The San Diego Museum of Art shares the extraordinary artistic accomplishment of 17th-century painters and printmakers from the Dutch Republic in the exhibition Rembrandt and Printmaking in the Netherlands.
The exhibition includes approximately 20 etchings and engravings by Rembrandt from the Museum’s permanent collection and on loan from the important Rembrandt collection of the University of San Diego (USD). The exhibition is now on view at The San Diego Museum of Art through January 3, 2021.
Unlike contemporaries, Rembrandt’s etchings were not reproductive of his paintings and are considered individual masterpieces. Rembrandt was among the greatest innovators in the history of art, producing masterpieces of painting, draftsmanship and printmaking. Some of the works have never been seen before publicly while others have been in dark storage for the last two decades, presenting a unique opportunity for visitors to view these special etchings. Notable works include The Descent from the Cross (ca. 1650–52) and Rembrandt’s Mother with Her Hand on Her Chest: Small Bust (1631)
In his best-known etching, Self-portrait, Etching at a Window (1648), Rembrandt shows himself at work—holding a drypoint needle, which he is using to add details to an etched copper plate. His signature hanging in the window is done with this delicate tool. While he continued to paint self-portraits through his career, this was the first in a decade in etching, and is currently on view in the exhibition.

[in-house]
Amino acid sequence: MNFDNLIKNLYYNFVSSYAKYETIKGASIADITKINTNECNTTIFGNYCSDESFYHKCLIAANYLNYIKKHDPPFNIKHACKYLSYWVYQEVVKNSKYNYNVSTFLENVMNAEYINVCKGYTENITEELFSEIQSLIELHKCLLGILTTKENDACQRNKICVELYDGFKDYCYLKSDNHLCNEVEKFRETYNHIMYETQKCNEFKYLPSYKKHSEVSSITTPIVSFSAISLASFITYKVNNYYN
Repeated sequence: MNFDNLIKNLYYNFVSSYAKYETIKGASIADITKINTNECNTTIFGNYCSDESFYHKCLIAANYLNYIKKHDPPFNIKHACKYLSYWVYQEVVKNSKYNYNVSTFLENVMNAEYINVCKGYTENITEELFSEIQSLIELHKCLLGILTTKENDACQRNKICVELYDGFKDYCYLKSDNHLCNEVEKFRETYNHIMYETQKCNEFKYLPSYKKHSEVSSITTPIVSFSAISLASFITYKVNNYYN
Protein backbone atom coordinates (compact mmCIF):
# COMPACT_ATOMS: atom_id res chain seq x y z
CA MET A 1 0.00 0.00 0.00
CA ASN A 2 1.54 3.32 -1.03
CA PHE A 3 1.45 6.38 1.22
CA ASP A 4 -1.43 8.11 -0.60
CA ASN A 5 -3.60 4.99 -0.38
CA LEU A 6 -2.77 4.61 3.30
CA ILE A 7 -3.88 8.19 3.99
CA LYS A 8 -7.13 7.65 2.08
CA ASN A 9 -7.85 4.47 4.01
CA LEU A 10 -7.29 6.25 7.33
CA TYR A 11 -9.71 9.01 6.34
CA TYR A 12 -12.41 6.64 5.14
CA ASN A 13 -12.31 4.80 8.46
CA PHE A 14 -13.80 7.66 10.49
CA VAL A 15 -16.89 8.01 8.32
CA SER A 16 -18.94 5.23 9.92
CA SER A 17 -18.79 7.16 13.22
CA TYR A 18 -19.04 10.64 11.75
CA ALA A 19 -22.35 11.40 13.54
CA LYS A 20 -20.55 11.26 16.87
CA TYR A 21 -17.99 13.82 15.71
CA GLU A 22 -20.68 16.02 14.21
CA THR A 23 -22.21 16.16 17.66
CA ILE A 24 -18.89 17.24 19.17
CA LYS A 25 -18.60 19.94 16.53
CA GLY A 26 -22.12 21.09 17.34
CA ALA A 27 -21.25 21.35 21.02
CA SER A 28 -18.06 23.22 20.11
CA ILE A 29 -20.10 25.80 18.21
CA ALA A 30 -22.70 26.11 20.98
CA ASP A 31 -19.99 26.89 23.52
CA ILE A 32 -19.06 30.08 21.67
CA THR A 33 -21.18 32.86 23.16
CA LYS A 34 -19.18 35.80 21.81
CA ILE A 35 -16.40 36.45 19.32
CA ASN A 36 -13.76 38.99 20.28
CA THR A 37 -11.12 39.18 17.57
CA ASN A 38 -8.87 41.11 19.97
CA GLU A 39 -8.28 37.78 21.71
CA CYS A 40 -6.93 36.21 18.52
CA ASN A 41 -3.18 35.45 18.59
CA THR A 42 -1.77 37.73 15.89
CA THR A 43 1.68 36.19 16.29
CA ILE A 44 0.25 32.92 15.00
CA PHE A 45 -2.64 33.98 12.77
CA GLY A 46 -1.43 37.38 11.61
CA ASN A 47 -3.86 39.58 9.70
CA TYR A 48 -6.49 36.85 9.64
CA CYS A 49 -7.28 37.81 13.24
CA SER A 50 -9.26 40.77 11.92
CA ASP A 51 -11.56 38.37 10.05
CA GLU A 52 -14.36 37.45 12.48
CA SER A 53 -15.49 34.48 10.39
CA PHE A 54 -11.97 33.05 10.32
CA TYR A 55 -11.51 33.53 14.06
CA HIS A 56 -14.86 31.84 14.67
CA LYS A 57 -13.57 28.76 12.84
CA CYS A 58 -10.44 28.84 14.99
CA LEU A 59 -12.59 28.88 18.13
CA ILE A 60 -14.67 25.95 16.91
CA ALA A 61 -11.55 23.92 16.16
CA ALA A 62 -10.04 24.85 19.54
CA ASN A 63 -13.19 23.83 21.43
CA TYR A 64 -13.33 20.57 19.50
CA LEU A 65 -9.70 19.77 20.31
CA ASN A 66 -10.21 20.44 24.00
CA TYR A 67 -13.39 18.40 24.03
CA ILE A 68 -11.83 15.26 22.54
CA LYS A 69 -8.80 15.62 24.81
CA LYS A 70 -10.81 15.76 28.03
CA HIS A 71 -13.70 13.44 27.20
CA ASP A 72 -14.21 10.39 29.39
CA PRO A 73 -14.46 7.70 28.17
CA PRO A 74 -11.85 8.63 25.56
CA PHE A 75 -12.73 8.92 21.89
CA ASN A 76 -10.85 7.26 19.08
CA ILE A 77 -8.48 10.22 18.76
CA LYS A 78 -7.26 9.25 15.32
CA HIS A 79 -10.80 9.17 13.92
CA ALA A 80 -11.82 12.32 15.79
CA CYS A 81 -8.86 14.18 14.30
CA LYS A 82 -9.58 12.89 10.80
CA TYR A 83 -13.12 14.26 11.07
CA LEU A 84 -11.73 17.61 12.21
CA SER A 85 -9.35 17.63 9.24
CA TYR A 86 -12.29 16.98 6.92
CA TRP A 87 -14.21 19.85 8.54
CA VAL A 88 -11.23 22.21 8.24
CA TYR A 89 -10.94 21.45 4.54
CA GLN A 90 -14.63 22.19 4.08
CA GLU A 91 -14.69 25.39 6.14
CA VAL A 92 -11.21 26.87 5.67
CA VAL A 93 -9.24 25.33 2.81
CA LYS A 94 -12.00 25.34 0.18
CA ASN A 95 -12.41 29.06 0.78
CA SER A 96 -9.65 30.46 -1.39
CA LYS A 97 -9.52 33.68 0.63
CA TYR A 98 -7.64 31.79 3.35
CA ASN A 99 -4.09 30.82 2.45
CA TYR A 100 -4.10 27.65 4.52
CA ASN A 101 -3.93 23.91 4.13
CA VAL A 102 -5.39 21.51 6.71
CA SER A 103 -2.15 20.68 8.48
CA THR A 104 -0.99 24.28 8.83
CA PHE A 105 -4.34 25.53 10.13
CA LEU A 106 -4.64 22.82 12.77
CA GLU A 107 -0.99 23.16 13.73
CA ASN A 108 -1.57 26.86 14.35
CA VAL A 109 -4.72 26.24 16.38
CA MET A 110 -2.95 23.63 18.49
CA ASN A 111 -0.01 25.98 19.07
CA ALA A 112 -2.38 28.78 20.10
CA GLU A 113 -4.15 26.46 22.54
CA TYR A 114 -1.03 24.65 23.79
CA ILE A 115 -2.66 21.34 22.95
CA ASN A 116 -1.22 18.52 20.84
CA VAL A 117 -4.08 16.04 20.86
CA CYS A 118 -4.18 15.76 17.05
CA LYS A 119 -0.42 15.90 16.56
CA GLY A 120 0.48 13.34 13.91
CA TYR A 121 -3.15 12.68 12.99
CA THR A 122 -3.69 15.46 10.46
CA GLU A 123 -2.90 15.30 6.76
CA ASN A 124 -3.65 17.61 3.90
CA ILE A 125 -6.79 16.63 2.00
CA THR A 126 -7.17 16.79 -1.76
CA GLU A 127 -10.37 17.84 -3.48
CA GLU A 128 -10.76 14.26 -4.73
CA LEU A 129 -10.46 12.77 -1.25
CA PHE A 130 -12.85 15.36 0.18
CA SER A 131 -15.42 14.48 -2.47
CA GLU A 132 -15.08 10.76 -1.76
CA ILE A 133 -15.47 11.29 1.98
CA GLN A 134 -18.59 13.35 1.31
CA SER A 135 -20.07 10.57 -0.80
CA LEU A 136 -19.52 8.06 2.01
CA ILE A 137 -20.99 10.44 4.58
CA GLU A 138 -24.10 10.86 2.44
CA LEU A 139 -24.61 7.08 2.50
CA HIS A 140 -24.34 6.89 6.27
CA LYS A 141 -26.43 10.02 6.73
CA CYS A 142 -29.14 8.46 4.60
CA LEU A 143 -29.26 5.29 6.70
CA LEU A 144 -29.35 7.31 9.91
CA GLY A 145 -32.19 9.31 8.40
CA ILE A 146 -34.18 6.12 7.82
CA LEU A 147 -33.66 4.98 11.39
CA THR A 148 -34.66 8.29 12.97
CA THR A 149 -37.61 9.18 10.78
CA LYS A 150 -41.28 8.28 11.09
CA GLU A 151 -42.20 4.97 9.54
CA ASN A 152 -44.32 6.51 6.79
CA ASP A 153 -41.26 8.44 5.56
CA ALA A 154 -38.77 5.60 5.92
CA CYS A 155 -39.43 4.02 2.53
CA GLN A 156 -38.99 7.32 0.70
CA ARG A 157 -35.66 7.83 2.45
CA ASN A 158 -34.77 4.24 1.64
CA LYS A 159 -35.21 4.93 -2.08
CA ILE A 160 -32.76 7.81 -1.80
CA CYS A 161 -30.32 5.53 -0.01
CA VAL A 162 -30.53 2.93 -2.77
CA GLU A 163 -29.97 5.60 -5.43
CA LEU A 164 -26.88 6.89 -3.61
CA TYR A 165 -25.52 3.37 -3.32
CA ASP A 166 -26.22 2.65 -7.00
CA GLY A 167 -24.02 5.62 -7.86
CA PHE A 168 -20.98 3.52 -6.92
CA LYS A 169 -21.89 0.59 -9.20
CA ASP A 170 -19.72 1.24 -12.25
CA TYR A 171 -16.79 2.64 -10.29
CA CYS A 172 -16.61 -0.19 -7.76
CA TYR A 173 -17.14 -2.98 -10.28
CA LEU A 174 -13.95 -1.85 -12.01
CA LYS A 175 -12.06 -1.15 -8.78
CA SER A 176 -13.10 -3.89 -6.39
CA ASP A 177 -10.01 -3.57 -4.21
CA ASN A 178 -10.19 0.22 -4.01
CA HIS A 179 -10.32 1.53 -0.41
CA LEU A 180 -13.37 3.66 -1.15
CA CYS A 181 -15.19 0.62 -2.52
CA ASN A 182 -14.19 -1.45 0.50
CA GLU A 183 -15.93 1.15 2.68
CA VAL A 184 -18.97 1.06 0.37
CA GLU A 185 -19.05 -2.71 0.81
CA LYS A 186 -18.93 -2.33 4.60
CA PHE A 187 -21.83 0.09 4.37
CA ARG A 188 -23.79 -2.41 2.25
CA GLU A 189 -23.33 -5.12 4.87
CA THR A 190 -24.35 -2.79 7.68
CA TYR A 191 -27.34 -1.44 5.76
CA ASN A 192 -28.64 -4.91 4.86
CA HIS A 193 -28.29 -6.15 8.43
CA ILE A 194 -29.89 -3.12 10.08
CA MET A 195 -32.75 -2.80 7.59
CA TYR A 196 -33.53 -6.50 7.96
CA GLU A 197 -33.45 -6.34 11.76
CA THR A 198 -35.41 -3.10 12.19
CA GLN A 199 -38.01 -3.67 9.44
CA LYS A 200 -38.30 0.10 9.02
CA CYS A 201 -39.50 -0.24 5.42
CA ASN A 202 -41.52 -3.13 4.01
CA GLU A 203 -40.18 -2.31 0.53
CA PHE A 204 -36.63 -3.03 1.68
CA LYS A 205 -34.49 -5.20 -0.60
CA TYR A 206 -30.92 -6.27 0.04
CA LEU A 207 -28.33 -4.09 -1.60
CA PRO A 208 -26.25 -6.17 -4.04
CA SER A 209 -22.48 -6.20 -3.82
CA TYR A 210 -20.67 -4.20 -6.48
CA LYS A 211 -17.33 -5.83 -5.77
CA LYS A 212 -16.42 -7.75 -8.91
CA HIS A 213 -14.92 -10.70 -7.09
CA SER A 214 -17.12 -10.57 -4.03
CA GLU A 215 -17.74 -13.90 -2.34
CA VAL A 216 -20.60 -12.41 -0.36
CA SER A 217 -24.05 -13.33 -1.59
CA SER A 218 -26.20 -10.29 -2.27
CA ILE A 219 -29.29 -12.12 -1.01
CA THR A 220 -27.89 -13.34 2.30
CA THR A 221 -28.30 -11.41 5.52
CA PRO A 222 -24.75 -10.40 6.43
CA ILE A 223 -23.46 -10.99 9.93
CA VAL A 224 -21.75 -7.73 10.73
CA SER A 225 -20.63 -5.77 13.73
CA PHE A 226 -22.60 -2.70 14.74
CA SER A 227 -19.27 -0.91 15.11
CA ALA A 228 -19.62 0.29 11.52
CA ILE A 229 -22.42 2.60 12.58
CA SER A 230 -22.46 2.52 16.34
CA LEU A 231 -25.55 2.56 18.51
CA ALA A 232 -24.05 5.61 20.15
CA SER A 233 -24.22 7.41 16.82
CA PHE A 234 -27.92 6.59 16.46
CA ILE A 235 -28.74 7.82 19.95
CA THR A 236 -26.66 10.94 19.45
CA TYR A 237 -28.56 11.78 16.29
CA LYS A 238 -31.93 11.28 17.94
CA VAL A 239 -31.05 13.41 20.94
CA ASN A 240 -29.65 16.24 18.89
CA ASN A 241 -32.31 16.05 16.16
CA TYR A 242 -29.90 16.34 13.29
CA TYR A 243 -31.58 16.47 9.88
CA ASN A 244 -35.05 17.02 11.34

In addition to the unique etchings by Rembrandt featured inside the exhibition, the Museum also will have on view in the Fitch Gallery a masterpiece loan from the Rijksmuseum, an extraordinary oil on canvas by Rembrandt painted around 1628 when the artist was only 21 or 22. Rembrandt was a dedicated self-portraitist and roughly 40 of
his self-portraits exist today, allowing the changes in his appearance throughout the years to be read biographically.
The San Diego Museum of Art is currently open to visitors following a closure since March 14 due to the COVID-19 global pandemic. To ensure the health and well-being of its visitors and following the City of San Diego’s guidance, the Museum will operate at a reduced visitor capacity and has implemented new safety protocols. All staff and visitors
will be required to wear face masks, follow physical distancing measures and pass a non-invasive temperature screening to gain entry into the Museum.